Epigrams of Martial, Englished by Divers Hands, edited by J.P. Sullivan and Peter Whigham. Berkeley: The University of California Press. 599 pp. $58. Several things have kept Martial's epigrams from their natural modern readers - people who don't generally like poetry, but would love this shrewd, independent, honest, entertaining man. First, he wrote in Latin. Second, he wrote ``plain Latin'' in a licentious age.
``Epigrams of Martial, Englished by Divers Hands'' meets these conditions, and others. It's a fresh translation by various good modern poets (including experts in the epigram such as J.V. Cunningham, Peter Porter, and Raymond Oliver) and includes a representative selection of Martial's epigrams. Indeed, Martial as presented here strikes one as a happy answer to today's pretentiousness, moral and artistic.
Martial was a Spaniard, the son of Roman citizens and the beneficiary of a good Roman education. His ultimate sanity may remind you of Cervantes. His sanity was sorely tried when he first arrived in Rome. He got there at a bad moment. His fellow Spaniard Seneca, Emperor Nero's advisor, had committed suicide. Nero's court, so generous to artists, had collapsed. Though not exactly young (he was about 25 years old when he got there), Martial was patient. Under the Flavian Emperors Vespasian and Domitian (AD 69-79 and 81-96), he joined the equestrian order and had financial stability. He was a success.
Though he had to flatter his patrons in the process, and critics and readers without a tenth of Martial's grit fault him for it, Martial witnessed the transformation of Rome from the conqueror of the world to its capital. He witnessed - and celebrated in his first book of verse dated AD 80 - the opening of the Colosseum by emperor Titus. He is the Dickens of Rome, capital of the world.
As J.P. Sullivan says in his introduction, ``At the heart of Martial's work is a deep concern for hierarchical order - national, political, social, sexual, and moral. From this springs his concern for private and also public decorum, whether at table or in bed, in manners or in clothing, in relationships between equals, superiors, or inferiors, even in literary composition....''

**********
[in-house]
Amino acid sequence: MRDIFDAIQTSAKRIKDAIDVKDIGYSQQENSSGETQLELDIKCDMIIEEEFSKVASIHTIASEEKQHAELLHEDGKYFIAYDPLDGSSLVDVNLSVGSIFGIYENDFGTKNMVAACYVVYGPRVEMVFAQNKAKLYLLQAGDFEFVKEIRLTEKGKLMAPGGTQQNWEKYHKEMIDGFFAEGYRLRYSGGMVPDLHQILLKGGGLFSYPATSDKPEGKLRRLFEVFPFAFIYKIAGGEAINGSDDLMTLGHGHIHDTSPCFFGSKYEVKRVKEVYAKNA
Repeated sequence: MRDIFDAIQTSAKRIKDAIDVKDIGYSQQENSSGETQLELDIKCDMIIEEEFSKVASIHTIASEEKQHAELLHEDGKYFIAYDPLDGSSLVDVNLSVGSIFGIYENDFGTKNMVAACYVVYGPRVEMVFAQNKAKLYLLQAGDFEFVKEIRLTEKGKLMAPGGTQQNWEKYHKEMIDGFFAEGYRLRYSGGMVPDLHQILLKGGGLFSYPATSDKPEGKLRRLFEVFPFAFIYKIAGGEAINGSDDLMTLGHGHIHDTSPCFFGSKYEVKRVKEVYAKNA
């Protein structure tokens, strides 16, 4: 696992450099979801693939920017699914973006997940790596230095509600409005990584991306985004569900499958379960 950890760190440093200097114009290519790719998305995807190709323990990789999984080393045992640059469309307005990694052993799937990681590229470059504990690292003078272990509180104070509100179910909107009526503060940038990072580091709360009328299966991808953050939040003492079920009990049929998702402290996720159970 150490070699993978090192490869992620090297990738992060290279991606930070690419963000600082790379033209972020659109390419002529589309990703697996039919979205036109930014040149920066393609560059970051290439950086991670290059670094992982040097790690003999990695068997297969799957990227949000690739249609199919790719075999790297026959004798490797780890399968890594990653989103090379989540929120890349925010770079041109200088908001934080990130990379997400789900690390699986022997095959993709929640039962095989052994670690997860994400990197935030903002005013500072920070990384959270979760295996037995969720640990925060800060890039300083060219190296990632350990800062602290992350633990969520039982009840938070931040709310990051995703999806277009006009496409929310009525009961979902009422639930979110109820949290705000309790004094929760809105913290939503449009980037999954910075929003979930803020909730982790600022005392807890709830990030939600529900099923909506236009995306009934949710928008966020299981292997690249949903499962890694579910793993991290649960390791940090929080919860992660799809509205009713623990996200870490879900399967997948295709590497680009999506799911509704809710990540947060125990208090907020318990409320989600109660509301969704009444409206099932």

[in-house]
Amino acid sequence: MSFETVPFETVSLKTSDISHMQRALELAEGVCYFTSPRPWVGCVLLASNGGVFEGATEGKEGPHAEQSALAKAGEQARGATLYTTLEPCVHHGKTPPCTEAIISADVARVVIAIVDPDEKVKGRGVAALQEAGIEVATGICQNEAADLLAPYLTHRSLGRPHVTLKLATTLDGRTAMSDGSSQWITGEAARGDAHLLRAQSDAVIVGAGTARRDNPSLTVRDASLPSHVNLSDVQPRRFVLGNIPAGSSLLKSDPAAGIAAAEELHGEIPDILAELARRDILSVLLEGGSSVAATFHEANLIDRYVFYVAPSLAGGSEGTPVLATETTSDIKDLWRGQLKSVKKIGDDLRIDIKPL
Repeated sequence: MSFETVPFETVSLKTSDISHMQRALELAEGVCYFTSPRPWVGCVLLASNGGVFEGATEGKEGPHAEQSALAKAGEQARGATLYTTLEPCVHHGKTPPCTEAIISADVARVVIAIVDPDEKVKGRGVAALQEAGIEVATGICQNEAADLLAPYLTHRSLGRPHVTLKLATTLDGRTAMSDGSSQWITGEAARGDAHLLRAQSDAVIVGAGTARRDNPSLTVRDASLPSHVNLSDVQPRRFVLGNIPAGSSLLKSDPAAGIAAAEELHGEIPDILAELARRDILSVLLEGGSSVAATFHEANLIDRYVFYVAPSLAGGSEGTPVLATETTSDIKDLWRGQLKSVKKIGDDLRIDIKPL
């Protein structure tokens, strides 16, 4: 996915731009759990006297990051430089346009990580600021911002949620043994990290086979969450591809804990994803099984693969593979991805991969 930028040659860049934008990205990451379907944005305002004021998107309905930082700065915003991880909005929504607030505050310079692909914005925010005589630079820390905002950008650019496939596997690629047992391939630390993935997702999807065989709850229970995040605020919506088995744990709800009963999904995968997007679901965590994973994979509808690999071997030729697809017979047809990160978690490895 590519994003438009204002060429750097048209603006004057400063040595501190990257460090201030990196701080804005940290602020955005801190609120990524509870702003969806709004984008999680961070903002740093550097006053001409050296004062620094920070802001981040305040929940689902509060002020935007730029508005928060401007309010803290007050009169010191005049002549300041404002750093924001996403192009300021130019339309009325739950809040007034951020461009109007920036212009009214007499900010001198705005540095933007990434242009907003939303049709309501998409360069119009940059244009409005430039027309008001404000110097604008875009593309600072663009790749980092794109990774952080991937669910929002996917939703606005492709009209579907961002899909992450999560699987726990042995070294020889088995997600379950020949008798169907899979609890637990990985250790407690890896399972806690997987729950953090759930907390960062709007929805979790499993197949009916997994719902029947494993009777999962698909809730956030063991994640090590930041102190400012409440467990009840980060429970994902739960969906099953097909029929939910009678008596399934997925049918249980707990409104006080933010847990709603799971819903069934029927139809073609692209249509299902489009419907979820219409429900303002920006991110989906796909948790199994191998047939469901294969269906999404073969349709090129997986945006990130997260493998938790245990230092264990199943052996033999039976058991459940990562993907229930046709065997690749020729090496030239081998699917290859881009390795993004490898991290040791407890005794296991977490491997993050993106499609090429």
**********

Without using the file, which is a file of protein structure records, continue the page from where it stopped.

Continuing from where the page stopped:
This sense of Martial's concern for decorum takes us to the heart of Martial's more than 1,500 epigrams (a tenth of which are lewd by any standard). Published every year or so from AD 85, his books were favored by emperor and general reader alike. The 12 volumes create a vivid tableau of the capital of the world. Martial's art has the fresh, open-air objectivity of the bust of Vespasian illustrated on this page.
Indeed, once we get past the flattery and the obscenity, there's much to appreciate in Martial's art of the epigram. But even here there's a problem: Taken individually, Martial's poems lack bulk. Often only two lines long, they rarely go longer than a page. They don't look, don't sound, very important. Still, the epigram had been written by Greeks and Romans alike, and no one poet had left his seal on the genre, so it was ripe for Martial to make his name with it.
At its best, the epigram has the brevity, compactness, and directness of inscription - or a stiletto. Later, after Martial, the epigram proved a useful form to monks who only had the margins of books to doodle on when the muse struck.
The epigram heralded the renaissance of interest in all things Greek and Roman, and was favored by Thomas More, John Donne, Ben Jonson, and, above all, Robert Herrick. Later, Dryden and Pope turned the inner form of the epigram into a major civilizing force.
Perhaps Martial is still the best because Martial had the best subject - Rome. To read one's way into Martial's epigrams is to lose oneself in Rome. It's a scary, an amusing, a wonderful place - and nothing if not varied. A deftly polite attack on a certain voluptuary may be followed by nostalgic lines on Vesuvius (it had erupted in AD 79): ``yesterday green with shady vines/... All lies sunk in flames and bleak ash.'' Glimpses of schoolmasters, suitors, poetasters, gluttons, whores, builders, critics, doctors, yield to exhortations to live today, to a portrait of a country house with its garden, or to an ode-like epigram to the river Rhine, bidding it return Emperor Trajan home safely.
Martial's attempts to ingratiate himself with Domitian's successors - like Trajan - met with little success. He returned to Spain. In the preface to his 12th book, he regrets the loss of his audience, and asks his friend Priscus to critique his ``trivial efforts,'' (his nugae, which is Martial's customary modest and sometimes ironic way of referring to his poems), so that he won't be sending to Rome ``a volume not so much written in Spain as written in Spanish.''
Martial's nugae have been read ever since - in Spain, Rome, everywhere. They are exemplary short poems. Martial traded in Greek and Roman myths and the lyrical point of view for the journalist's telling detail and the honest plain man's attitude toward the street and the larger world beyond. He told his contemporaries that his epigrams ``taste of man.'' They still do.
With this volume - a fine piece of book craft, Latin on facing pages, sage and spirited introductions to Martial, his poetry, and the art of translating, and an appendix of older translations that should not be forgotten - Martial will reach a whole new market, which is still what it's all about.
Thomas D'Evelyn is the Monitor's book editor.